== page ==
In many respects, Khan has had one of the most unconventional trajectories to superstardom in Bollywood. A regular middle-class kid in New Delhi, the actor wasn't part of any of India's typical film dynasties – and was an outsider when he moved to Mumbai in the 1990s. But he had made an impression on Indian audiences playing a commando in a TV series called Fauji. In 1995, he established a global profile with the film Dilwale Dulhania Le Jayenge, in which he played Raj, a Anglo-Indian who goes back to Punjab to woo his sweetheart's traditional family.

"As industry lore goes, Khan is by far the most bankable star for the overseas market," says Aswin Punathambekar, a media and communications professor at the University of Michigan and co-editor of the book Global Bollywood.

He's also a savvy businessman in his own right. Khan has a production house called Red Chillies Entertainment, which is a co-distributor of RA.One.

Khan also sees the film as part of his Bollywood legacy. "I want our cinema to the best in the world. The movie will leave a mark internationally," he told the Indo-Asian News Service in an interview earlier this month. "I got inspired by a lot of superhero movies, but I have made an original movie."

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Certainly, there haven't been many Bollywood superhero movies in the past. The industry just doesn't have the budget for them, says Anupama Chopra, film critic and author of King of Bollywood: Shah Rukh Khan and the Seductive World of Indian Cinema.

This explains why the big talking point around RA.One has been the money – at more than $20-million, it's Bollywood's most expensive film yet, even though that's small change compared with the budgets of Hollywood blockbusters..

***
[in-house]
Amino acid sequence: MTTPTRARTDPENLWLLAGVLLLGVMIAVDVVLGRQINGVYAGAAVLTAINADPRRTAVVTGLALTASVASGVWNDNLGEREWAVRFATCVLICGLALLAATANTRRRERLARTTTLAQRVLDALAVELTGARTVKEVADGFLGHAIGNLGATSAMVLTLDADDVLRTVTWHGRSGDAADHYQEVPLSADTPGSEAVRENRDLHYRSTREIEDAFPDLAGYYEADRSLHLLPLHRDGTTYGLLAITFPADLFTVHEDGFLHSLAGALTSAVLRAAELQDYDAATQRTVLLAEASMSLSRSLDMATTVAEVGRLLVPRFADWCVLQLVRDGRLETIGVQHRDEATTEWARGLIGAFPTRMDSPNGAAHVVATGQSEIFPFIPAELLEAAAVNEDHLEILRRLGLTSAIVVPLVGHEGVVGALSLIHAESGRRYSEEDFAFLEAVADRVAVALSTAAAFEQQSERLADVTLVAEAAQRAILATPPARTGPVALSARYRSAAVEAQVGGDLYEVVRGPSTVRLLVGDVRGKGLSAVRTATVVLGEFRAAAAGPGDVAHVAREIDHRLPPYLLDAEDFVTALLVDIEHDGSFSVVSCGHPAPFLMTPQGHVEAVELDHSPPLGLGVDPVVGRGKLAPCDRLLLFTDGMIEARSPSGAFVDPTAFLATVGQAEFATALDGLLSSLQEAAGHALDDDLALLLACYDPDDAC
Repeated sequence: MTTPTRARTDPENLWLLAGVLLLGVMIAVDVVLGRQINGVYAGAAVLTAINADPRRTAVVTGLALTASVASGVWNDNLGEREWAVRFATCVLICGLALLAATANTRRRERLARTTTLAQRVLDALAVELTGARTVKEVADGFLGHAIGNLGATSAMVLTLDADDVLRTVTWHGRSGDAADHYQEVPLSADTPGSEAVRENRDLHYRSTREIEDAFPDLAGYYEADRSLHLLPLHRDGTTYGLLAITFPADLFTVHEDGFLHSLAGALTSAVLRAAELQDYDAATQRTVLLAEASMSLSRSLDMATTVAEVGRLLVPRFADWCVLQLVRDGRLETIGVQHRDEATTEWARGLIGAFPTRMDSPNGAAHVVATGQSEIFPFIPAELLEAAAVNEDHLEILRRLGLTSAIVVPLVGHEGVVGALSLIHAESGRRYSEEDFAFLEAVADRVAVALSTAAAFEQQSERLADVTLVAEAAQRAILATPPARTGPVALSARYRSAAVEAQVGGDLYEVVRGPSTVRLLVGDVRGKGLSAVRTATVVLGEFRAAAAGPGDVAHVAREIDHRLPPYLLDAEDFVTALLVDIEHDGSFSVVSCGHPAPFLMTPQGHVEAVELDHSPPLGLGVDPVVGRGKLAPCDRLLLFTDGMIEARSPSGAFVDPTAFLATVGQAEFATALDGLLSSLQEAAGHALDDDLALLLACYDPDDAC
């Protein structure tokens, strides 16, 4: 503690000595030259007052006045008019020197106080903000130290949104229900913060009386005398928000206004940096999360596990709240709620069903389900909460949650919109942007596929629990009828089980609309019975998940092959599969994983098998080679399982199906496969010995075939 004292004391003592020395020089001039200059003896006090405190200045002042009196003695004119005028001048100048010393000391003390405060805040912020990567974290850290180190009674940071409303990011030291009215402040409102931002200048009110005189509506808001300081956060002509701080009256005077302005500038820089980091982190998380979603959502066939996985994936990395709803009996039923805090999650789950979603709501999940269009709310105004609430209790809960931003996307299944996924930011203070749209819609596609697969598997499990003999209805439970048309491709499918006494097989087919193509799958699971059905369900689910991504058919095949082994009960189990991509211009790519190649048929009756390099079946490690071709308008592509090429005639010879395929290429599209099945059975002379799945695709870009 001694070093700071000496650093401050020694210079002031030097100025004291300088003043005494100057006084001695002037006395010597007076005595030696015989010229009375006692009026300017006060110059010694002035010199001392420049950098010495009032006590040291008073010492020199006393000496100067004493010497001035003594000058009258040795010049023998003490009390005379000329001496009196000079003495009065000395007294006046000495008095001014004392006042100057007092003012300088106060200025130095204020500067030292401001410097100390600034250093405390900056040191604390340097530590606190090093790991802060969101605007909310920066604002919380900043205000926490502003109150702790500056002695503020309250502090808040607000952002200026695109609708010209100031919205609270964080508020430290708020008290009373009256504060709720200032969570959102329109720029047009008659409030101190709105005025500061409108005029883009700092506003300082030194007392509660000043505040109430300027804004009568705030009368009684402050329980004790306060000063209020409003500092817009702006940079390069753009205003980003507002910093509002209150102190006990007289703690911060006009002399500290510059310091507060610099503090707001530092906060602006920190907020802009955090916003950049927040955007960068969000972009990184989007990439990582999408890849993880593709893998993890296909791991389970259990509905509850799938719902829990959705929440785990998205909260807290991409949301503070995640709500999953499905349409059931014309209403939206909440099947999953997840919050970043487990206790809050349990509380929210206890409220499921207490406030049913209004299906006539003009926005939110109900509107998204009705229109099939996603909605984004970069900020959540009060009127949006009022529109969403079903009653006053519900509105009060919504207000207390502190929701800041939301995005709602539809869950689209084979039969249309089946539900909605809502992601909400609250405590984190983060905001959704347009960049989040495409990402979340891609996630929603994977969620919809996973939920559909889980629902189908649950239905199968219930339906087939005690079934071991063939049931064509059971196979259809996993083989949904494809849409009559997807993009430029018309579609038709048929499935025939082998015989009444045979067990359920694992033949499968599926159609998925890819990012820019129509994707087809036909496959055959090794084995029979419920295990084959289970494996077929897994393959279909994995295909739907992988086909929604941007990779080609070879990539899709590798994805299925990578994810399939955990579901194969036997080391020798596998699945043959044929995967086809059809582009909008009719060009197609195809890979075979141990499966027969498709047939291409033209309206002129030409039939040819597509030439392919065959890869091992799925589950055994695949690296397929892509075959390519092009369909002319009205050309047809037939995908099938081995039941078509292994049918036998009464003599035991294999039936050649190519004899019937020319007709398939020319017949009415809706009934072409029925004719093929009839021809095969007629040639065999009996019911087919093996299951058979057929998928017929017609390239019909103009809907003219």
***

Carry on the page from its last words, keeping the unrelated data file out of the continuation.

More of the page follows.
"That's like 20 minutes of special effects in a Spider-Man movie," says Chopra. "Bollywood doesn't have $200-million to play around with."

That doesn't mean there isn't demand for a Bollywood superhero. But flops have been as likely as hits: 2006's Krrish – about the son of an Indian man given special powers by a blue-skinned alien – was a box-office success, but two years later, Drona (about a young man who learns he's the latest in a line of ancestral warriors guarding a source of cosmic powers) did poorly. Audiences want the stories, but they want them with Hollywood standards.

"Indian audiences have now grown up for 20 years on satellite TV, and movies like Avatar or Iron Man release here the same time as in the West," says Chopra. "We have an urban movie-going audience that will not accept shoddy special effects in Hindi films."

Nevertheless, they could adore a superhero who grooves to the tune of Chammak Challo, RA.One's hit song sung by Akon, she adds.

"Bollywood has this wonderful ability to co-opt Hollywood," she laughs. "I can't imagine Iron Man will break out into dance, but G.One will!"

And when it's King Khan who's busting the moves, the odds are that his superpowers of charisma can deliver a superhero hit, Bollywood-style.

Special to The Globe and Mail